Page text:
At first glance, the reference to the fifth century b.c.e. Athenian historian Thucydides in the title of Peter Handke’s book seems to be a red herring by a deconstructionist, postmodernist German-language author noted for his introspective language. Only two of the seventeen essays in this book even mention Thucydides, and then only in their titles. Neither deals directly with the historian. The first essay, “For Thucydides,” describes butterflies on a spring day in Felsenberg, Switzerland. In the third essay, “Sheet- Lightning Epopee or Once Again for Thucydides,” Handke recounts the details of a lightning storm over the Yugoslavian island of Krk. Yet, in these detailed examinations of everyday occurrences, Handke seems to emulate the great historian, who has long been admired for his close and impartial observation of events. Indeed, in the first book of his Histories, Thucydides warns his reader that his account of the Peloponnesian War between Athens and Sparta will be difficult to read because it lacks a romantic element. Thucydides, ever the careful observer, has as his goal not the satisfaction of passing literary fads but the creation of a work that will be useful to those who seek a clear understanding of past events as a guide to the future. Thucydides desires his work to be a ktema es aei, a possession forever.

The Austrian-born Handke, a prolific writer of avant-garde poetry, essays, dramas, fiction, and nonfiction, desires the same difficult reading and the same timelessness for his work. Ever since he entered the German literary world at a 1966 convention in Princeton, New Jersey, with a tumultuous diatribe against the realism and conventionalism of German postwar literature, Handke has attempted to take language beyond conventional form and to reconstruct it in its primordial, natural state, as careful, meticulous observation. In Once Again for Thucydides, Handke describes a rambling journey that begins on March 23, 1987, lasts until January, 1990, and takes the reader from Felsenberg (Switzerland), to Pazin, Krk, Split, Dubrovnik, and Skopje in the former Yugoslavia, to Patras (Greece), Aomori, (Japan), and Brazzano (Italy), to Galicia, Llivia, and Linares (Spain), to Salzburg (Austria) and Munich (Germany), and to Lyon and Aix-en- Provence (France). At each stop, he searches for profound and universal meaning in commonplace experiences. The first signs of spring in Felsenberg become a cosmic drama of melting snow and rustling shoots. Flocks of pigeons in Pazin are so fascinating that the author delays his scheduled train departure to savor the spectacle. On the island of Krk, Handke is drenched while watching a lightning storm. He is mesmerized by a shoeshine man in Split and by the sea of humanity boarding a ferry in Dubrovnik. His attention is drawn to the variety of hats worn by the residents of Skopje. In Patras, he watches a man’s futile efforts to capture an escaped parakeet. In Aomori, a snowfall emphasizes the beauty of the Japanese landscape. In Galicia, Handke juxtaposes the flow of seawater up a tidal river with the procession of priests to their home cathedral during Holy Week. In Brazzano, he celebrates a night lit by glowworms and the rumbling of a thunderstorm. Handke dips his bare feet in a stream fed by melting snow in Llivia and watches an evening contest between swallows and bats in Linares. Finally, he contemplates cloud-covered mountains near Salzburg, a hotel near the railroad terminal in Lyon, an ash tree in a public garden in Munich, and a path through the scarred remains of a forest fire on Mont Saint-Victoire. Nowhere among these diverse experiences does Handke directly encounter other human beings. Rather he watches them from a distance, from the outside.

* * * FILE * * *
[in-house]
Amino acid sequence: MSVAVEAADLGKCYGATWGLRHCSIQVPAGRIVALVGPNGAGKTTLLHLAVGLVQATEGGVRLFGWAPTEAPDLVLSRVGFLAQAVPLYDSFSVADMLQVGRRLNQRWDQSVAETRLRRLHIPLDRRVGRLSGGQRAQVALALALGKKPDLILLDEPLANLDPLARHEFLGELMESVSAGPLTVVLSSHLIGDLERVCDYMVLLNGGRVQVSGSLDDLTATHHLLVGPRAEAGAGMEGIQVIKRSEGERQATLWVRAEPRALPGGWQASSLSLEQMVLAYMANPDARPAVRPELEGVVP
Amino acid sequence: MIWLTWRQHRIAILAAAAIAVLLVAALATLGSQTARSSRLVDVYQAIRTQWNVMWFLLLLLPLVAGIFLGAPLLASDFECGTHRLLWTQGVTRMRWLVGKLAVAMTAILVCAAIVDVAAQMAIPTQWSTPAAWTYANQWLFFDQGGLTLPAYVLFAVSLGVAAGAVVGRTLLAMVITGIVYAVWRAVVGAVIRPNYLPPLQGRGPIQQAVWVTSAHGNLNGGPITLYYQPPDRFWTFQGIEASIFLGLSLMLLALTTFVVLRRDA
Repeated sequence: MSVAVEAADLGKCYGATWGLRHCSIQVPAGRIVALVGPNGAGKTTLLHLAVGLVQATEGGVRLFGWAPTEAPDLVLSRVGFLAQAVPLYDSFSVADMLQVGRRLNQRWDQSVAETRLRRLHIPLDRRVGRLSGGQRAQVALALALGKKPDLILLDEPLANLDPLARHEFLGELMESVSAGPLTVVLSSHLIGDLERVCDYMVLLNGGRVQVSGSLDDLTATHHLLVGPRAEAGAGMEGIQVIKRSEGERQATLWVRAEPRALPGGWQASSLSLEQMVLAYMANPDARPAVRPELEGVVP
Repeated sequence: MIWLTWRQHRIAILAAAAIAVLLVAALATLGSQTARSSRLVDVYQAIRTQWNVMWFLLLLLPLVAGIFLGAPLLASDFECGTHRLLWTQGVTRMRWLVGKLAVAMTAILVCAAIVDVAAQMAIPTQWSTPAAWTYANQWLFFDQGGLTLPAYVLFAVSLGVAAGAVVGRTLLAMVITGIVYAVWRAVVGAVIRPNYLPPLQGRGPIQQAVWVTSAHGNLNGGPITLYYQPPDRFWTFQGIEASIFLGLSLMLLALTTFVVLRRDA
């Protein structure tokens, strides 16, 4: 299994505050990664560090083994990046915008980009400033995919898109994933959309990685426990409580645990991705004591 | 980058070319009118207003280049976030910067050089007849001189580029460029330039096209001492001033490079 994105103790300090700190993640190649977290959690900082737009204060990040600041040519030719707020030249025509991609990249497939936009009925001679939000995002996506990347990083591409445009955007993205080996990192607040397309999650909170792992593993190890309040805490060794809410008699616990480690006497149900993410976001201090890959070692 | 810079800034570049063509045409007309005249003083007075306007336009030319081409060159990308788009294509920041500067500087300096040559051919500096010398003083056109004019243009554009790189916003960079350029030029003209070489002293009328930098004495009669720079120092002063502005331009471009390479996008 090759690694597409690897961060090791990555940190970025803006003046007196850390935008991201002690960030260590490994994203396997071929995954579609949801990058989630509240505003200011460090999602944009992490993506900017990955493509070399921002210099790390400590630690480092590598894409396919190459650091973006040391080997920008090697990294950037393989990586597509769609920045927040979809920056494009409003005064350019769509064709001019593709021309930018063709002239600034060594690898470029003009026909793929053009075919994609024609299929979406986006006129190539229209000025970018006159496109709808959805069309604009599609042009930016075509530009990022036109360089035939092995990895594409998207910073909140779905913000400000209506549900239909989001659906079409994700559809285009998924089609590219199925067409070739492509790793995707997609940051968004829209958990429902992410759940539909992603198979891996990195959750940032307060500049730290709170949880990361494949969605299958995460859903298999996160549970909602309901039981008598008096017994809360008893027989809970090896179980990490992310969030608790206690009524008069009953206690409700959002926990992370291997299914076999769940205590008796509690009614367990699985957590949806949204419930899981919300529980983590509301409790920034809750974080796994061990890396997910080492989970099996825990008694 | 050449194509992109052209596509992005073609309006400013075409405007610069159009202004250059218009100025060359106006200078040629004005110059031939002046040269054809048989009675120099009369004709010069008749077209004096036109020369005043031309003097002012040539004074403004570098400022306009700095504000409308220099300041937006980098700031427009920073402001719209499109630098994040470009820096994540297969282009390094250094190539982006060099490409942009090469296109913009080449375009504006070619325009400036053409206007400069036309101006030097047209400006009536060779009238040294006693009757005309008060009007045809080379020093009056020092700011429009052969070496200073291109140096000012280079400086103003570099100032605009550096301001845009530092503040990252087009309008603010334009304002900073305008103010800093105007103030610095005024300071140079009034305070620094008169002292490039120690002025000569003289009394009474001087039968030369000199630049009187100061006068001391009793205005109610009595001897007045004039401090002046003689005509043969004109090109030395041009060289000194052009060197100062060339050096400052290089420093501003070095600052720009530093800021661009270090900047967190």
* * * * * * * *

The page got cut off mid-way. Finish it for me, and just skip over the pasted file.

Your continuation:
In this solipsistic perspective, Handke can be identified with those characters in his earlier works who live solitary lives and try to find connection with the world by means of a personal and philosophical journey, an intellectual quest for self and the other. In Once Again for Thucydides, Handke combines the travelogue of Short Letter, Long Farewell (1974) with the journalistic format of Weight of the World (1984) and the meticulous descriptive abilities of the narrator of Across (1986). The result is a diary that is less an example of intimate, personal reflection than of Thucydidean objectivity. The narrator only rarely uses the first-person singular. In one essay, he refers to himself as the “wet man” who enters his hotel after watching a lightning storm. Sometimes he describes himself as “the...

(The entire section is 1878 words.)